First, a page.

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    November 1, 2006
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Commanding an education

Trevor Edward Sewell of the College of Education has been honored by the country of Jamaica for helping his homeland meet its educational needs


Trevor Sewell

Trevor Edward Sewell, professor of school psychology in the College of Education, traveled to his home country of Jamaica last month, where he was officially given the Order of Distinction in the Rank of Commander. Sewell (left, with Joseph Williams, principal of the Jamaican Diaspora Partnership School) received the honor for his efforts to improve education in his native land.

Photo courtesy Trevor Edward Sewell

In his 33 years at Temple University, Trevor Edward Sewell has been called a teacher, a mentor and even the Dean of the College of Education.

But now, you’ll be able to call him something else — Commander.

On Aug. 6, Jamaica’s Independence Day, Sewell was officially given the Order of Distinction in the Rank of Commander from the country of Jamaica for his efforts to help make education in his native land better for everyone. A Ceremony of Investiture for Sewell’s honor was held on Oct. 16, which is National Heroes Day in Jamaica.

According to the Jamaican Consulate, based in New York City, the Order of Distinction is a national award that goes to native Jamaicans who have worked to improve life in their native land. It’s presented by the governor-general of the country.

Sewell, a professor of school psychology in the College of Education, has made his focus educating Jamaica’s populace. Being given one of his native land’s highest honors for his efforts was something he didn’t expect to happen, he said.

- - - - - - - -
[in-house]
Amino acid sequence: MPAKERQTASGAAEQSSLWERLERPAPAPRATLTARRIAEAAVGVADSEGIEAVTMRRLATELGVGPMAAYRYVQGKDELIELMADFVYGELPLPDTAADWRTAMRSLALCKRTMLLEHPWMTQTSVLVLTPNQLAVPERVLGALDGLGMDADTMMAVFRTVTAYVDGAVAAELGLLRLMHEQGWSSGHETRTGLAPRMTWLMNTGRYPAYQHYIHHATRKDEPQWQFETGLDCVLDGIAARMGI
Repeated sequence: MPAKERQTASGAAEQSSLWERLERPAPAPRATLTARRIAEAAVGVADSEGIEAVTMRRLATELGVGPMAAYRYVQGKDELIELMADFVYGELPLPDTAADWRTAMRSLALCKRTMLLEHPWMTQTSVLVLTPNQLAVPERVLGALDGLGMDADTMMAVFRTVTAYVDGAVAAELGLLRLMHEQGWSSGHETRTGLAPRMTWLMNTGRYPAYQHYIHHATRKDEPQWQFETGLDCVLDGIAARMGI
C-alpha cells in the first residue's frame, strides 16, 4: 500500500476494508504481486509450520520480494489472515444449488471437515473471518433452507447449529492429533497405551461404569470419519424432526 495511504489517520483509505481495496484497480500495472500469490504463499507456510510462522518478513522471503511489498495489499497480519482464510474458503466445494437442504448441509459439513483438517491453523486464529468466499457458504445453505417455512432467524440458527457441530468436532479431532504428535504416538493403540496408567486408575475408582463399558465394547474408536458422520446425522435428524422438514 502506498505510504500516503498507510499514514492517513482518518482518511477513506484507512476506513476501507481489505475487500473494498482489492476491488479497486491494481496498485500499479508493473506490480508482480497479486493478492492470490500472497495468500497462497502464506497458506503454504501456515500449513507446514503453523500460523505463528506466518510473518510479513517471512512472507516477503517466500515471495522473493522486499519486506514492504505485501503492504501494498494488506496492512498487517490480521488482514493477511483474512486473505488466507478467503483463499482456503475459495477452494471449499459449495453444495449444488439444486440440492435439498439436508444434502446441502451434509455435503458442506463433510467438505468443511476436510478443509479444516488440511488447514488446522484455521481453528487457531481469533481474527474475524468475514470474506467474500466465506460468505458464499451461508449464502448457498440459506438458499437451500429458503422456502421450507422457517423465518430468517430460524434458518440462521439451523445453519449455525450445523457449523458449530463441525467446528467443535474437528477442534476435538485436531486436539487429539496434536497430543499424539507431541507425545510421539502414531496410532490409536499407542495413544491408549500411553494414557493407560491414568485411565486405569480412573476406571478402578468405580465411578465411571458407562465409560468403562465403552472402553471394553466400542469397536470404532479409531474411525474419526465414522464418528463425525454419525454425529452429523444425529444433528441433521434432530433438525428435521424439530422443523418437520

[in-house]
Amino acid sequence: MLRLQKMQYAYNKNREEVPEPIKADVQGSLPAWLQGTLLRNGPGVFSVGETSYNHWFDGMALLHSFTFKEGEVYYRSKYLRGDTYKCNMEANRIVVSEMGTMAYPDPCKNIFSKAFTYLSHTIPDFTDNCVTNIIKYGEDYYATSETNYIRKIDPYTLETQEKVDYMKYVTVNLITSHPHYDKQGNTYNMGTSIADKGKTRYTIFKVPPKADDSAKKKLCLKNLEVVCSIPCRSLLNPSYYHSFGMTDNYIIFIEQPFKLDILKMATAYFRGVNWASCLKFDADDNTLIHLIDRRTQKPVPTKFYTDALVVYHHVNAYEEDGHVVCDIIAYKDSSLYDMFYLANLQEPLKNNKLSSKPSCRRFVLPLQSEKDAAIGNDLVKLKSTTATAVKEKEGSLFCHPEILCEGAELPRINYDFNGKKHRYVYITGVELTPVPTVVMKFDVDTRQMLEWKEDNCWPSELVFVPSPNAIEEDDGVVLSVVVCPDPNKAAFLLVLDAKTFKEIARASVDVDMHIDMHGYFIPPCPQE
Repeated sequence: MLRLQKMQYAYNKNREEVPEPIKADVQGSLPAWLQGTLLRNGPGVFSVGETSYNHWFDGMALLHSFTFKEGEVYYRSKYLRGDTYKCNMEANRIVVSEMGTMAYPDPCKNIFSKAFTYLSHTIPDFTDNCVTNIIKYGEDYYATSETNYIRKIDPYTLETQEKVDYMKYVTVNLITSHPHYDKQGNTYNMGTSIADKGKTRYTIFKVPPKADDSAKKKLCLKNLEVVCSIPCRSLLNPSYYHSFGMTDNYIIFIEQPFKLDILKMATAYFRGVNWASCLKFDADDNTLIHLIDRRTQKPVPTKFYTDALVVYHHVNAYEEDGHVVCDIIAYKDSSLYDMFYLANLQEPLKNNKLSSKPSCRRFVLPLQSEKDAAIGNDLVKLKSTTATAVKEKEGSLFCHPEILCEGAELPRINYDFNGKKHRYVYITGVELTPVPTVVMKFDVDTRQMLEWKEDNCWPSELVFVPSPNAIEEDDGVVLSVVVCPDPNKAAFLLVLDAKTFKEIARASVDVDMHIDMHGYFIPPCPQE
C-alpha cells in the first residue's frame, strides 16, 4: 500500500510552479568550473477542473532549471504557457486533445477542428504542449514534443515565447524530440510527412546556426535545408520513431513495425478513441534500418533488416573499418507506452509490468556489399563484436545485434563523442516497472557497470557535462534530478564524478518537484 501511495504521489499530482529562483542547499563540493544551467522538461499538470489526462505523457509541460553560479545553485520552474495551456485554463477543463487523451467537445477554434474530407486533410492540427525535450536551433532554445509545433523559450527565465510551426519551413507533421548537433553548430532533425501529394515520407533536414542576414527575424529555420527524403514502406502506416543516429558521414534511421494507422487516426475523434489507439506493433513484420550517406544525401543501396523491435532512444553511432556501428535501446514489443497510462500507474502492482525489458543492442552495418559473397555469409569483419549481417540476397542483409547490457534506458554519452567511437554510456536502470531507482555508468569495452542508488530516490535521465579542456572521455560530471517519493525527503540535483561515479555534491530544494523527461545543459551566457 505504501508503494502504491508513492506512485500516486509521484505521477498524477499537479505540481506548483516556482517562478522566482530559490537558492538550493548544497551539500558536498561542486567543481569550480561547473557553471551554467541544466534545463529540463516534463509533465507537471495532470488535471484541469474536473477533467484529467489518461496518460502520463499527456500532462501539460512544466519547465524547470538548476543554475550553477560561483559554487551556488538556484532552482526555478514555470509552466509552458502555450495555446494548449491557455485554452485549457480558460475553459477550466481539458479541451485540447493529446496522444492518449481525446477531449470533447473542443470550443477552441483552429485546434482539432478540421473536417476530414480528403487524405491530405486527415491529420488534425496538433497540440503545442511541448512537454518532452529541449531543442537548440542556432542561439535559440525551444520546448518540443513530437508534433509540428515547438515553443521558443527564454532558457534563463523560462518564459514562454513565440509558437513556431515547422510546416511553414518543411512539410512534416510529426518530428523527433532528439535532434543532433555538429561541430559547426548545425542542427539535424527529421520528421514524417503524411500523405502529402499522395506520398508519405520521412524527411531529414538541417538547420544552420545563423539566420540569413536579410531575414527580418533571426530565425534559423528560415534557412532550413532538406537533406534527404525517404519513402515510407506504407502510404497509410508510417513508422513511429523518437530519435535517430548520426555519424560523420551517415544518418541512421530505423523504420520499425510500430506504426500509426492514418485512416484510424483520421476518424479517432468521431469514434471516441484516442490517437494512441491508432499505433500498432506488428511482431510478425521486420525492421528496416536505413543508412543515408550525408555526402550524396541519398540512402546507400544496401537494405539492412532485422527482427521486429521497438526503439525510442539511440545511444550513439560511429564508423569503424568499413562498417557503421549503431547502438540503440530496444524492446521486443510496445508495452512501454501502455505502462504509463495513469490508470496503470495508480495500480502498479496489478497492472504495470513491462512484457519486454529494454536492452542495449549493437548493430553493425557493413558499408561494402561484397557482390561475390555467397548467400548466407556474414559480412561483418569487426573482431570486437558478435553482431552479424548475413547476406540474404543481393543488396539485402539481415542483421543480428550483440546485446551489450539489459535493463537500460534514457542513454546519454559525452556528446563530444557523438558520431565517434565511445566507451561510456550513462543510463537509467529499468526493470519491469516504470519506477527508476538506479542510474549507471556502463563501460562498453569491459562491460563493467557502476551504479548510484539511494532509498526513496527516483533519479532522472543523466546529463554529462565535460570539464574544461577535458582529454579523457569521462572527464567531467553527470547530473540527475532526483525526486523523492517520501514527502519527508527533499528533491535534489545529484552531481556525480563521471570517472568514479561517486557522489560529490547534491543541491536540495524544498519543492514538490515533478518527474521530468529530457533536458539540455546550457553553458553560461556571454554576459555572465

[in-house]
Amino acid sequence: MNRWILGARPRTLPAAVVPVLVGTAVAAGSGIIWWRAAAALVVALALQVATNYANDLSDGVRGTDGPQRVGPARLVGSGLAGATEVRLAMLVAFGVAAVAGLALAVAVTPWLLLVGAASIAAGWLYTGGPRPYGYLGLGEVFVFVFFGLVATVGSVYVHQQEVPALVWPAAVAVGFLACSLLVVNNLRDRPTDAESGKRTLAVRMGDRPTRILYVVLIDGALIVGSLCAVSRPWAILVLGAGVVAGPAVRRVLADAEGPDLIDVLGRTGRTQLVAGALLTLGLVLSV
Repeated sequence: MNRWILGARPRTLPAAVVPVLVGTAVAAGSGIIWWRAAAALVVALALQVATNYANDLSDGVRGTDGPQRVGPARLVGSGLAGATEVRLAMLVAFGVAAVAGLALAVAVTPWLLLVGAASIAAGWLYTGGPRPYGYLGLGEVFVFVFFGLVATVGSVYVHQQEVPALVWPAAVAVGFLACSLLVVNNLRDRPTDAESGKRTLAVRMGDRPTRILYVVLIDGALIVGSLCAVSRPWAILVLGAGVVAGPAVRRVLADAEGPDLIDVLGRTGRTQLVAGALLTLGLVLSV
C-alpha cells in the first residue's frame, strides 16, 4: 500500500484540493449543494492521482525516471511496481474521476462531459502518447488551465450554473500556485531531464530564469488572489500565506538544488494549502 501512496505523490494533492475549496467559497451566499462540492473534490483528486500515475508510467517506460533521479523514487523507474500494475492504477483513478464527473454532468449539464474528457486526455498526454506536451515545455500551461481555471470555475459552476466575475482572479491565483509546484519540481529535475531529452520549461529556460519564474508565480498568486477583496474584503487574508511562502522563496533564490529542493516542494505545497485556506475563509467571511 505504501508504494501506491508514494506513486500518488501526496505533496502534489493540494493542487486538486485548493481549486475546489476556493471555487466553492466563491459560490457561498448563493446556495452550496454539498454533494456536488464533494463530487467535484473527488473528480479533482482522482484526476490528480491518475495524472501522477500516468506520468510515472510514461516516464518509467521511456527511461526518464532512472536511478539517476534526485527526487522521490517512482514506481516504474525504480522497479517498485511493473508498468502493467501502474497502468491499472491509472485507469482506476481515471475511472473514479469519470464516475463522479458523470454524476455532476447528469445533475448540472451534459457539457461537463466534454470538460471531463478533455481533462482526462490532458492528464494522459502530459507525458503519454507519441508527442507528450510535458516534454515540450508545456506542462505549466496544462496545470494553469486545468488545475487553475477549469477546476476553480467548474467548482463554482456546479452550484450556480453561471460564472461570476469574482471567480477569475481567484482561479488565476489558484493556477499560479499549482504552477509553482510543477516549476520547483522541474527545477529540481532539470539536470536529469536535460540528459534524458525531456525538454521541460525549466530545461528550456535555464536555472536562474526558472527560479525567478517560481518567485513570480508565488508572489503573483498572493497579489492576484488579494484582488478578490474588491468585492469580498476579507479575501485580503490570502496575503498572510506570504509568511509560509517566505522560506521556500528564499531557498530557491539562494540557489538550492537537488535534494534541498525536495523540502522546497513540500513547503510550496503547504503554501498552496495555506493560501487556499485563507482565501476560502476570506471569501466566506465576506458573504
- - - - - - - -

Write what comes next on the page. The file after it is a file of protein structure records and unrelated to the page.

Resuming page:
“I was very surprised,” he said. “I’m not in the forefront, and I’m not very visible.”

But his work has been noticed by Jamaicans who wish to be teachers and by the students whom they help to educate.

In 1997, Sewell put together a partnership between Temple and Church Teachers College that gives students at this Jamaican school the chance to earn Temple degrees in early childhood and elementary education. Ninety-five teachers have graduated since the program’s inception, and 43 more are currently in the program, he said.

As the former program director, Sewell selected a group of Temple University professors each year who traveled to Jamaica to teach courses such as “Service Learning” to the students there. One of those professors was Novella Keith, program coordinator of the Department of Educational Leadership and Policy Studies in the College of Education.

Sewell’s dedication to the program showed in who he chose to send to work with the Jamaican students, Keith said.

“He chose the teachers very carefully,” she said. “He’s very, very committed and is very careful when he decides to do something.”

In addition to the Temple/Church College partnership, Sewell has also used his educational prowess in his work with the Washington, D.C.,-based Jamaican Diaspora Foundation, a group of native Jamaicans committed to improving the economic, educational and health care systems of their country.

This group established a model partnership with a school there based on what’s right with American education. Things are going so well at the school, Jamaica’s St. James High School, the group is planning to replicate its work across the country, Sewell said.

“So far, it’s been highly successful,” he said. “It’s just one school, but we’re planning for several other schools. The government has been really responsive to our efforts at transformation [of the educational system].”

In addition to his work with Jamaican education, Sewell also remains active with the college he used to oversee. C. Kent McGuire, the current dean of the College of Education, says he prizes Sewell’s historical knowledge and sound advice.

“Working with him has been terrific,” McGuire said. “Because he was a dean, he has a history and a perspective that’s been helpful to me, especially early on when I first got here. He’s also been helpful and supportive as a member of the faculty and he’s never far away if I need to ask him something.”

- Denise Clay




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